Expert Insight: Gilmore's Daily Jab
By Dan Gilmore
Date: July 2, 2009

Supply Chain News: Thinking About SKU Proliferation


SKU Reduction Clearly Drives Cost Efficiencies - but is that too Much a Supply Chain View?

One of my favorite supply chain presentations is a bit that John Bermudez used to do when he was an analyst at AMR Research (last I knew, John was at Oracle, but that’s been awhile).


Somewhere in the mid-1990s, John got the bright idea to start collecting various iterations of Crest toothpaste. He would come out with a big box and start going through literally dozens of changes in packaging and formulas.


I wish I could remember some of the specifics, but it was hilarious. The number of “SKUs” that Procter & Gamble generated over some period of years was simply staggering, mostly chasing finer and finer segments of the market. I don’t think there was a “lemony fresh” toothpaste, but if there had been, I wouldn’t have been shocked.


The point, of course, was the complexity that both the sheer number of SKUs and the speed of the new SKU introductions introduced into the supply chain.


I thought about that this week when we ran our story on the recent trend of retailers starting to reduce SKU counts – perhaps by as much as 15% in 2-3 years. Wal-Mart, for example, has gone from 24 different tape measures to just 4, but other retailers are making similar moves. (See Will Large Retailers Help Manufacturers Drive Out Supply Chain Complexity?)


The article discusses the specifics, but here are the questions I have:


First, such strategies are clearly appealing in tough economic times, when cost reduction and consumer prices clearly favor the efficiencies such SKU reductions can bring. Will they continue to be as appealing when the economy starts to recover?


Second, will we start to see more differentiation in manufacturer and retailer strategies with regard to product segmentation? Will some in each category continue a more restricted, but efficient, SKU strategy, while others pursue more micro-segmentation even at the cost of complexity?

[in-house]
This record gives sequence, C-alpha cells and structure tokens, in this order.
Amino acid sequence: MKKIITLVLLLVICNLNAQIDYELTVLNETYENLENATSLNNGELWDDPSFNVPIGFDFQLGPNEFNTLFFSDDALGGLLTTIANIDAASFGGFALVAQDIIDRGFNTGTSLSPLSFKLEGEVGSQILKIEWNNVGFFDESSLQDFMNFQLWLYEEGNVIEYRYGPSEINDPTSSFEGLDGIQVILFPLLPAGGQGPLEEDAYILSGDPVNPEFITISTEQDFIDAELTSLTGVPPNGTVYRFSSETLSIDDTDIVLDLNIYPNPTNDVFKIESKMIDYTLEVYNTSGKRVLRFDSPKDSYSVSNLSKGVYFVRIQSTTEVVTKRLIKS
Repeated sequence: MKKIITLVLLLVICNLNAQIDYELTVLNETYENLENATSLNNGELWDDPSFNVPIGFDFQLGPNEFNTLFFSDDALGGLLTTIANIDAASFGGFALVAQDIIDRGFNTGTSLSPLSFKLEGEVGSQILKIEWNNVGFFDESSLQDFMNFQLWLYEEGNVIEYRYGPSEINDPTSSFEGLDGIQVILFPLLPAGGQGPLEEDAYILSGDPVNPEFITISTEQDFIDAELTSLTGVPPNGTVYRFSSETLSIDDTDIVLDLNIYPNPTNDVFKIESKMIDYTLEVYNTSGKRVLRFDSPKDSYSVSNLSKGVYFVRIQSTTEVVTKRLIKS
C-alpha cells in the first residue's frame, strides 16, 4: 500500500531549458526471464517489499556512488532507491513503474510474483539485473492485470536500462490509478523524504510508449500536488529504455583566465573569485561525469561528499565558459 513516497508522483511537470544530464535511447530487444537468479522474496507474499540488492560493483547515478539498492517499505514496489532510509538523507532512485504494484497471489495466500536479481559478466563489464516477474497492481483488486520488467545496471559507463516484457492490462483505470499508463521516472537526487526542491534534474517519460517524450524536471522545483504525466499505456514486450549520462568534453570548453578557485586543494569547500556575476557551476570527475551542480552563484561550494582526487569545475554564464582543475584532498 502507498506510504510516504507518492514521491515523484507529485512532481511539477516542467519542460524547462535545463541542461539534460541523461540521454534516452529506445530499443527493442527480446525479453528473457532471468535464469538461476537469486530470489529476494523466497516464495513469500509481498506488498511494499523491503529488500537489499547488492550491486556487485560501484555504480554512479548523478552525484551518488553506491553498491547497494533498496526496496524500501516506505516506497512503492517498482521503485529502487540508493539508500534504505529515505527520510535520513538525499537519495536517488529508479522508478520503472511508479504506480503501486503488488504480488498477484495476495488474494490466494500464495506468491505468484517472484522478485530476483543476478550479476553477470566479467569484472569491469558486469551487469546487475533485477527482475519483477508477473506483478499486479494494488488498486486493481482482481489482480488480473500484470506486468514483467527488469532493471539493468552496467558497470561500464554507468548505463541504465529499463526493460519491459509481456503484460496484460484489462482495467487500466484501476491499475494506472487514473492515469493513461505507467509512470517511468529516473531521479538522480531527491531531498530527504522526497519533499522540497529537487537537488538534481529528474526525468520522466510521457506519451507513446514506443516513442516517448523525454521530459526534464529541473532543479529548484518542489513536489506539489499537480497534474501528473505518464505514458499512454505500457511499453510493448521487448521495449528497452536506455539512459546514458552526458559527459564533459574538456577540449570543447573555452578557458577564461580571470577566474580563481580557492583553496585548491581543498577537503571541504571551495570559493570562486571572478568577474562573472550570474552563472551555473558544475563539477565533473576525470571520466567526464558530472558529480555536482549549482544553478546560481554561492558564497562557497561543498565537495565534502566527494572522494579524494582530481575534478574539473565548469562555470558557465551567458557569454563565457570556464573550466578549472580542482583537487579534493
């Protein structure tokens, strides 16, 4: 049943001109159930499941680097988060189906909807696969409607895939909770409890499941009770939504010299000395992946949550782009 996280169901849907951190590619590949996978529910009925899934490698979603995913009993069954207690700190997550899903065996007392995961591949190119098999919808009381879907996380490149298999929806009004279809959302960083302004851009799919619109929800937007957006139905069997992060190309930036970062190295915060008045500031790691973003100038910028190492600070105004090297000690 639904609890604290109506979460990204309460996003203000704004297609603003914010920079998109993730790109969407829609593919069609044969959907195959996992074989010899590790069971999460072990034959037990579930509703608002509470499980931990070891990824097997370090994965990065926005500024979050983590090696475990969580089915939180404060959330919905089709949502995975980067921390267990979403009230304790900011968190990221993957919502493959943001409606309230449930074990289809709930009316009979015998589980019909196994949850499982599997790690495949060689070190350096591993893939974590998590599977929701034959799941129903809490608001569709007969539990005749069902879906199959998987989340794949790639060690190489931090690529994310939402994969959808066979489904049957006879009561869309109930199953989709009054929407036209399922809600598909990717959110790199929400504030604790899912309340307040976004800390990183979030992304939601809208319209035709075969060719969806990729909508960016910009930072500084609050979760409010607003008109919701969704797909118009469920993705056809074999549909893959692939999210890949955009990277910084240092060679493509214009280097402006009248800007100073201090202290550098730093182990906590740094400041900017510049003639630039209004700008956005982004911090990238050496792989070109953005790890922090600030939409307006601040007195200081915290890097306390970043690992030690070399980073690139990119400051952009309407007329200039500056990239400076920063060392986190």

Third, how should we even think about this issue? How, in the end, do you really balance supply chain efficiency and cost versus giving consumers more precisely what they want to buy? Do we risk taking a view that is too supply chain oriented?


Bob Nardone, a former supply chain executive who now does some work with SCDigest, commented that “The portfolio “tail” [low-volume SKUs] is fraught with forecasting problems, stock outs, higher manufacturing and distribution costs, and inventory obsolescence. The ability to capture these costs at the SKU level and to calculate the return on inventory investment are critical to determining which are the truly profitable products and which products negatively impact profits and growth objectives.”


He added that “While the reduction in complexity will free up shelf space and reduce consumer confusion, it will also improve manufacturing and distribution operations and lead to a more effective and efficient supply chain.  It’s a win/win formula for profitable sales growth!”


I largely agree – unless you are the consumer whose favorite product is the one that gets cut in the move.


I really hope we see different retailers and manufacturers pursuing different SKU count strategies here – and let’s see what model really works best.


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Dan Gilmore is the editor of Supply Chain Digest.

Gilmore Says:

I really hope we see different retailers and manufacturers pursuing different SKU count strategies here – and let’s see what model really works best.

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